Are you concerned that a friend or loved one has a gambling problem? Is your spouse spending worrisome amounts of time and money on gambling? If so, it might be time to talk about it. March is Problem Gambling Awareness Month, an initiative sponsored by the National Council on Problem Gambling (NCPG), and the theme this year is “Problem Gambling: Have the Conversation.” The goal of the campaign is to encourage friends and loved ones of problem gamblers to muster their courage and broach the subject. Although there’s usually no easy way to start a conversation about problem gambling there are some ways to increase the likelihood of having a productive discussion, says Gary Lange, PhD, LMFT, a provider and supervisor with the California Gambling Education and Treatment Services Program.
Setting the Stage
A big part of broaching this tough topic with a potential problem gambler is not so much what you say as when you say it, explains Dr. Lange. “It’s important to have the conversation when the gambler is not upset, tired or hungry,” he says. “Do it after a meal, in a safe, comfortable setting.” Often, says Lange, the talk will be prompted when the individual is in a financial or personal crisis. A once-healthy bank account is suddenly empty. Bills have gone unpaid. The gambler is out all night at a casino. The crisis is an opportunity to talk about the problem, but it’s important to time the conversation well. If the topic is broached too soon after the crisis, the gambler may be in too much pain or anxiety to respond constructively, Lange notes. The optimal time to talk is a short time later, so that the pain is still there, but it’s not so intense so as to cloud the gambler’s ability to absorb the message. That could mean a few hours or a few days after the crisis; every situation will be a little different.
Often, Lange adds, a spouse and other family members aren’t aware of the problem until extensive damage has been done and the family suddenly is in survival mode. Overnight, they may find themselves going from what they thought was financial security to literally wondering how they’ll afford groceries. In these cases, family members are nearly always in a state of rage, which needs to be managed and controlled before any conversation can take place. “This is not the time to bring out your Uzi,” cautions Lange; the message must be delivered calmly in order to be effective.
Having “The Conversation”
If nothing else, remember that whatever discussion you have should be simple and it should be loving. “I tell clients that it’s a ‘yes’ and ‘no’ conversation,” says Lange. “’Yes, I care about you,’ and ‘no, it’s not OK to gamble away our resources.’” Start with the relationship (“yes, I love you”), then go to the intervention (“no, this is not acceptable”).
You’ll also want to become more aware of your own personality when it comes to dealing with difficult topics and think through the conversation a bit in advance. Are you the type to hang back and avoid confrontation, or are you more aggressive? When working with family members, he says, “I often see people on one end of the spectrum or the other — the passive spouse who can’t imagine bringing up the issue or the person who is just plain livid” and wants to charge into the conversation. If you’re the type to avoid talking about your loved one’s problem gambling at all costs, you might bolster your courage by mentally reviewing all the reasons why this conversation needs to take place. If you’re consumed by anger, then it’s important to wait until you’re calm. “Anger often begets anger, and clouds the message,” adds Lange.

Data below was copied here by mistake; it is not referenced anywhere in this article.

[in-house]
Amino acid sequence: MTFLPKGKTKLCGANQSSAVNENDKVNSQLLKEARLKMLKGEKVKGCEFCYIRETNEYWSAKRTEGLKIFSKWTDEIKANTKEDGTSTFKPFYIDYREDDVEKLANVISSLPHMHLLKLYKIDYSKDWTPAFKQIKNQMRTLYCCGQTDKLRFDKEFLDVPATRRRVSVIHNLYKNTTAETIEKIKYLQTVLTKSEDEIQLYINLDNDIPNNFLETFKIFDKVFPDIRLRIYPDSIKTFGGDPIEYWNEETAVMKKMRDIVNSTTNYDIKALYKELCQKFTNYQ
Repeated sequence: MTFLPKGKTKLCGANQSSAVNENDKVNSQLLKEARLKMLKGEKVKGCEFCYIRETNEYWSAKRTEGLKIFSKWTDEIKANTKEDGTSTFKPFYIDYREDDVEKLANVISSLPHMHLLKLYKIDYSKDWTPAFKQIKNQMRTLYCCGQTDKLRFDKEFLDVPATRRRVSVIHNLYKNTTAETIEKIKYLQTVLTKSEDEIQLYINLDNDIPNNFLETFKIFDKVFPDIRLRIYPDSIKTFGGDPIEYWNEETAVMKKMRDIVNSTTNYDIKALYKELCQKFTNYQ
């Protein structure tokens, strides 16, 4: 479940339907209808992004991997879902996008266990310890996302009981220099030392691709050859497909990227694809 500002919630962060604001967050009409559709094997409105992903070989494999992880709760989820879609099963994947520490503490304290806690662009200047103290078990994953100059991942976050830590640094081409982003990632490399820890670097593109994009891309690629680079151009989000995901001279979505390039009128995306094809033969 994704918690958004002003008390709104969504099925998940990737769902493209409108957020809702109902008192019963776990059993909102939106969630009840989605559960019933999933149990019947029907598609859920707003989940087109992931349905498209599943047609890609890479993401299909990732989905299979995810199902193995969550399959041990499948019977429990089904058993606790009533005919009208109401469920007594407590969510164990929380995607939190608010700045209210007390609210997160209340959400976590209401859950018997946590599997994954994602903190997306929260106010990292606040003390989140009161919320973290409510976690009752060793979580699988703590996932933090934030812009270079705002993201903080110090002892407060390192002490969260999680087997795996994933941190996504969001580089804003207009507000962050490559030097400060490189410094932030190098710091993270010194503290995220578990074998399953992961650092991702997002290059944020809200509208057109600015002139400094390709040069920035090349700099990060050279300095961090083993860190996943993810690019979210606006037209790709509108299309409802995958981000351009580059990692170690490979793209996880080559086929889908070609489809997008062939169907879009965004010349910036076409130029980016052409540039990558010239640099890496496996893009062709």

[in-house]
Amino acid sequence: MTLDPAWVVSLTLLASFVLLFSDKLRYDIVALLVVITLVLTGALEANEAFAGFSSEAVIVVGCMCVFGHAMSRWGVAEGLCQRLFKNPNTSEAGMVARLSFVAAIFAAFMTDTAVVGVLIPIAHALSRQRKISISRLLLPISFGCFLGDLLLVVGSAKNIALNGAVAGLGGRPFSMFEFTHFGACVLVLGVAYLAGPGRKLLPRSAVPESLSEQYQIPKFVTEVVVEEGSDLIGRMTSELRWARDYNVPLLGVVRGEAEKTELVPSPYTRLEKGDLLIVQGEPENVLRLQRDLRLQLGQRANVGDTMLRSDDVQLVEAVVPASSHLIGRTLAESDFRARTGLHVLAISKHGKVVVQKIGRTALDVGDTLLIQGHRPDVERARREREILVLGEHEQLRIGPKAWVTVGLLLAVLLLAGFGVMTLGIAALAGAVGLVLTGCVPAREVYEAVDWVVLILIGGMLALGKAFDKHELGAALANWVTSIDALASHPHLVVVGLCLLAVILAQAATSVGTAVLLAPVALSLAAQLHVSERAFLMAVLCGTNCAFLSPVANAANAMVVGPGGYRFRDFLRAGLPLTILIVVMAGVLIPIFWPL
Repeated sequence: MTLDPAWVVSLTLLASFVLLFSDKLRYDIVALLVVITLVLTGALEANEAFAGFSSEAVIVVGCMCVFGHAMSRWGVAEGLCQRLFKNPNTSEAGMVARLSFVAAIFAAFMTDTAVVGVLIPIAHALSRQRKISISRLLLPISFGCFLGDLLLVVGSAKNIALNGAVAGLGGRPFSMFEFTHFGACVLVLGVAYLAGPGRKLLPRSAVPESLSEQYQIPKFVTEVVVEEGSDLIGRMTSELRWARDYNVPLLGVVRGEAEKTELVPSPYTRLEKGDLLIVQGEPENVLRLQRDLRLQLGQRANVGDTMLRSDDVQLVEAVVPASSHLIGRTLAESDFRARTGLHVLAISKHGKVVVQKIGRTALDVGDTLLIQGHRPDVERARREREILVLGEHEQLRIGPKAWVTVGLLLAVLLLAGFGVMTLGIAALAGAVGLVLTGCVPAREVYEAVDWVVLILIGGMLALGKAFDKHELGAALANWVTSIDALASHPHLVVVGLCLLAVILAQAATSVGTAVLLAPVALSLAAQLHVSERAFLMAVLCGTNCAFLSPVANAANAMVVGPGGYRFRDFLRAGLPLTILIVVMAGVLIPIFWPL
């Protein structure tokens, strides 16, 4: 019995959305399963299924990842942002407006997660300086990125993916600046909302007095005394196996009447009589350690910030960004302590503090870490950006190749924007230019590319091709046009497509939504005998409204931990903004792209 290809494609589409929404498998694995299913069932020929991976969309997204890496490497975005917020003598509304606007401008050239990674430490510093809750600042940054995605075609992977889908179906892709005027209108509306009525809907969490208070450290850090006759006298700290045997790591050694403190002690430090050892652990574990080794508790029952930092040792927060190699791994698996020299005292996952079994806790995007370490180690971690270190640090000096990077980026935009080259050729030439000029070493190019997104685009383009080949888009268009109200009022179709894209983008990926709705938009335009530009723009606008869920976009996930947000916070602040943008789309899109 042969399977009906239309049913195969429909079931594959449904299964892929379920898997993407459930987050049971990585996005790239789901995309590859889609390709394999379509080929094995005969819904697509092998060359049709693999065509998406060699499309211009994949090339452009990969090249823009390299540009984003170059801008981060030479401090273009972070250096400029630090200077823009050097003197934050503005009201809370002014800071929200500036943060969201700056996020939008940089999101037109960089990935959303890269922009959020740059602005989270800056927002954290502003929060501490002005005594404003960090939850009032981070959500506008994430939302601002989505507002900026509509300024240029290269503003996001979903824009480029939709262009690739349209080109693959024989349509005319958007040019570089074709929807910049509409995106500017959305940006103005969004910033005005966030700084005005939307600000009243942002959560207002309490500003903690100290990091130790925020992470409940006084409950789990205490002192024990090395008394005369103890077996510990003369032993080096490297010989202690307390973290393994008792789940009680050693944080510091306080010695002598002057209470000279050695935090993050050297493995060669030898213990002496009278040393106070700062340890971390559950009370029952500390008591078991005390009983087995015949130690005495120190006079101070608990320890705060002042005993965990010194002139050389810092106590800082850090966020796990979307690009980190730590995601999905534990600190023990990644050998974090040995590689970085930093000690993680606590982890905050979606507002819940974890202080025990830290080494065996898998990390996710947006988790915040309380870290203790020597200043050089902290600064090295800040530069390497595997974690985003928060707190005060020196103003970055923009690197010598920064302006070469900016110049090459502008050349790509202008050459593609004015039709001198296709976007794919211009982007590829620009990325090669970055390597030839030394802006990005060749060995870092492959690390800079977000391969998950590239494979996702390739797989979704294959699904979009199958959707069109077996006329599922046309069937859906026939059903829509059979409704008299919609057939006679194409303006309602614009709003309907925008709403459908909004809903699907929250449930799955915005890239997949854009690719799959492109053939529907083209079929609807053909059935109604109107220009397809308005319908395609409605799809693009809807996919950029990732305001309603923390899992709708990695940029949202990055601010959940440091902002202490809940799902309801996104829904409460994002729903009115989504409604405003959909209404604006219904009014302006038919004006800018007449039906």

With friends, the advice is similar. “I would encourage a friend to say something like, ‘Let’s go to a neutral place; there’s something I want to talk to you about,’” he says. Write out what you want to say in advance. “The central message is, ‘I love you and care about you; I don’t know if you have a gambling problem for sure, but I’m worried.’” Lange also says to tread carefully. Friends don’t have as much power as family members, he believes, because friendships can be more easily discarded than relationships with family members. “We’ve probably all lost a friendship because we said the right thing at the wrong time,” he notes.
Facing addiction is painful, and the gambling addict will often do just about anything to avoid having a conversation about it. “Sometimes the gambler will say, ‘If you bring this up, then I’ve got a list of your issues,’” says Lange. In those cases, he suggests agreeing to discuss and address the gambler’s list of grievances first, while making it clear that after going over that list, the gambler will discuss your list, which should focus only on the gambling problem. “The shorter your list, the better,” he says.
Of course, not every person who enjoys gambling has a gambling problem. “Having the conversation” might simply be a matter of discussing and adjusting behaviors that are hurting the gambler and others. But compulsive gambling is a different matter. Gambling addiction is a progressive disease, says Lange. Over time it will become worse and require professional help.
Fortunately, if the gambler does agree to seek help there are affordable, accessible counseling and treatment options available. Resources vary by state; California, for example, has funds for treatment through the Office of Problem Gambling, which offers free counseling; if you’re a California resident you can call 800-GAMBLER. Additional resources are available through the NCPG, which has a confidential helpline, 800-522-4700.